Mooncamp challenge
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Pioneers gallery 2022 – Moon Camp Challenge
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Pioneers gallery 2022

Moon Camp Pioneers Gallery 2021-2022

In Moon Camp Pioneers each team’s mission is to 3D design a complete Moon Camp using Fusion 360. They also have to explain how they will use local resources, protect astronauts from the dangerous of space and describe the living and working facilities.

Team: Elemental Aerospace

Liceul Teoretic Benjamin Franklin  Bucuresti    Romania 17   2 / 0
External viewer for 3d project
Project description

The project we have designed for the Moon Camp Challenge is a moon base module, with a cylindrical shape featuring an external diameter of 5.2m, that is designed to fit in the next-gen Ariane 6 launcher built by Arianespace on behalf of ESA. The module has a usable living area of 34 m^2, which features a mostly wooden, comfortable interior design, and includes all necessary life-support systems: power generation and storage using solar panels and batteries respectively, O2 storage and CO2 scrubbing, water storage and recycling, food storage and electrically-powered heating/cooling systems. Another module separate to the main one can be used for growing plants – the aquaponics module. It is used to grow fish and plants in a sustainable way. The base also incorporates a two-mode communications system: a low-bandwidth 2.2 GHz microwave link used for telemetry, voice and emergency comms, and an optical link via satellite for high-bandwidth applications (video streaming) that can reach a downlink speed of 600 Mbit/s.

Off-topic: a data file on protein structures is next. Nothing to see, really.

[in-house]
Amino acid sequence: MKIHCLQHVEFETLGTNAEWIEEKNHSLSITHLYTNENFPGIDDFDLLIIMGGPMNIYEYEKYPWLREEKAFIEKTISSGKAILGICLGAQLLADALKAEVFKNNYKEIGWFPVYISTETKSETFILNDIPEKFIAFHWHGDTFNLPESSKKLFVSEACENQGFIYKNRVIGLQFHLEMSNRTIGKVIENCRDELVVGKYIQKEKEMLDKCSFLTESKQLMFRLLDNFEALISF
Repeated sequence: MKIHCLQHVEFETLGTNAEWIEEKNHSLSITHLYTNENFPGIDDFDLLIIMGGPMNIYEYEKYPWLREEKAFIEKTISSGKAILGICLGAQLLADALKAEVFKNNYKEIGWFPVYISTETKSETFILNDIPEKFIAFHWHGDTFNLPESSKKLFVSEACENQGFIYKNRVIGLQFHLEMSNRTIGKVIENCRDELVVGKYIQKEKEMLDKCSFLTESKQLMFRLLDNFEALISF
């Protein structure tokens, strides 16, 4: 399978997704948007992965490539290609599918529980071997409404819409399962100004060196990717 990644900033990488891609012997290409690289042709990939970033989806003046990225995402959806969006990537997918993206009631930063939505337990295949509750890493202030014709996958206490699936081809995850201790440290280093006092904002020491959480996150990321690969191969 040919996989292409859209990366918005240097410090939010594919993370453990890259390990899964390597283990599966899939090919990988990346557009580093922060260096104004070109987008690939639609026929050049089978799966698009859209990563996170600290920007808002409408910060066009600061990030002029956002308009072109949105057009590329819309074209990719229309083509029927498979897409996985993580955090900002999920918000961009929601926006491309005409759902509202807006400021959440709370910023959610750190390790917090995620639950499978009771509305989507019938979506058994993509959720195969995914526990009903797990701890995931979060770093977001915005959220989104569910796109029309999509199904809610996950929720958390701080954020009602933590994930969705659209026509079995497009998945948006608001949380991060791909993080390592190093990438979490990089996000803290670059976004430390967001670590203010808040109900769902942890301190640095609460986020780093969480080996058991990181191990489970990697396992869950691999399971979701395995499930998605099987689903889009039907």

2.1 Where do you want to build your Moon Camp?

We want to build the Moon Camp on a plain area, where the terrain lacks craters and other small deformations, but where there is a natural cave in relative proximity, on the near side of the Moon. Building in a plain terrain is easier, and provides space for future expansion. An emergency module will be placed in the natural cave, for use as a shelter in case of meteorites. The near side of the Moon was chosen because it is illuminated by the Sun, and because it faces the Earth. Sunlight is used by the photovoltaic panels to generate power, and the astronauts’ activities are enhanced by the presence of light. The base being on the side facing Earth also benefits communications, the antennas being directed directly towards the planet (or towards a satellite in the case of the optical link).

2.2 How do you plan to build your Moon Camp? Describe the techniques, materials and your design choices.